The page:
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Medical Interests Spent $876 Million on Reform

The hospital associations also reached a deal with the Democrats to provide $155 billion over 10 years to defray costs for uninsured Americans. The American Medical Association, with a $26.2 million lobbying budget for the stretch, endorsed the legislation, although many medical specialists opposed the overhaul efforts.

Smaller health care interests also joined in on the lobbying. Medical laboratories spent $1.5 million, and acupuncture advocates paid $34,000 to sway lawmakers to include the ancient treatment in the reforms.

Health insurance companies criticized the legislation as not doing enough to control costs. The industry’s chief lobby, America’s Health Insurance Plans, spent $11.5 million on lobbying over the five quarters.

Rolling in Capital

The health care industry’s lobbying easily outpaced other sectors with interests on Capitol Hill, including energy and natural resources, finance and insurance, and communications and technology, the CQ MoneyLine analysis found.

Even as other sectors scaled back during the recent economic downturn, health companies continued to pump big bucks into influencing Congress.

During 2009, health care lobby spending peaked in the fourth quarter, when both the House and Senate approved their separate versions of the legislation.

At the beginning of this year, health care spending dipped as prospects of passage seemed doomed after the Jan. 19 election of Republican Sen. Scott Brown (Mass.) to replace Democratic icon and health care champion Sen. Edward Kennedy.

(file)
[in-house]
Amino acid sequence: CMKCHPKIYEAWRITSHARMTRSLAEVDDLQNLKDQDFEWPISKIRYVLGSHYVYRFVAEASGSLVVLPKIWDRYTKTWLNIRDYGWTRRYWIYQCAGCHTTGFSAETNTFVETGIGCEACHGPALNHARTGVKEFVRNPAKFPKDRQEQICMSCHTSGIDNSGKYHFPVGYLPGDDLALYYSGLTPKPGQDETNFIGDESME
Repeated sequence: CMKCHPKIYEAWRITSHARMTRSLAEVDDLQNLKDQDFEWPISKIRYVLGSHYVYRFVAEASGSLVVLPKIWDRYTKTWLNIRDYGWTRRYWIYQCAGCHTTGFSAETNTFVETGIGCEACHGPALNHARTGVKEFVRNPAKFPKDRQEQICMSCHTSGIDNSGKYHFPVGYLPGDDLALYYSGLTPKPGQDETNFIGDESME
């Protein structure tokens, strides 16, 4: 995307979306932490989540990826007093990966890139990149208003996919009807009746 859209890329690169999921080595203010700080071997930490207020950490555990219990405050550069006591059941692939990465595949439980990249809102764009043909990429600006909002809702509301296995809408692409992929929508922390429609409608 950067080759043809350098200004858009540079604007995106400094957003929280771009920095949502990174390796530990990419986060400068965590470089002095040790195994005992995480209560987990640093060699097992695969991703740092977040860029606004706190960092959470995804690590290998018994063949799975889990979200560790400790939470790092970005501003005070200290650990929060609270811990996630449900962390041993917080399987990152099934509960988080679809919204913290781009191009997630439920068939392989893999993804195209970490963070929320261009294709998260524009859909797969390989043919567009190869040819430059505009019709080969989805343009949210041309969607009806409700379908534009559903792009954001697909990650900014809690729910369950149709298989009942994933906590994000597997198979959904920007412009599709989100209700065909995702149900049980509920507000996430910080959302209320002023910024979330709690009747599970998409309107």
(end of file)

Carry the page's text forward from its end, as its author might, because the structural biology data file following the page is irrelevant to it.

However, Democrats regrouped, and two months later Congress approved the sweeping health care bill along party lines.

The health care industry was not alone in its interest in the legislation.

During the 15-month stretch, about 2,700 clients, ranging from big-box stores such as Wal-Mart to high-tech firms such as Microsoft, listed health care as one of their lobbying issues, the analysis found.

The U.S. Chamber of Commerce spent $148 million on lobbying activities during this period, much of it on an aggressive media campaign to defeat the Democratic health plan.

Companies and trade associations that named health care as one of their priorities paid $333 million to outside firms to advocate on the issue. As big as they are, the health care lobbying expenditures do not reflect the millions of dollars spent by many outside groups on grass-roots and television ads both for and against the health care bill.

“The real winners in the health care debate were the lobbyists who were laughing all the way to the bank, even in a tough economy,” said Steve Ellis, vice president of Taxpayers for Common Sense.

‘Drinking From a Fire Hose’

For K Street firms, the health care measure allowed them to expand their business.

The law firm Holland & Knight, which ranked ninth among firms in health care fees, fortuitously purchased in early 2009 a small shop that specialized in health care.

“We’ve been drinking from a fire hose,” said firm partner Rich Gold, noting Holland & Knight’s $4.7 million in health care lobbying fees over the past 15 months. He said business has slowed since the bill was signed, but he expects it to pick up as clients seek information about the new law. He said the firm had already prepared webinars for medical device companies and hospitals explaining the new law.

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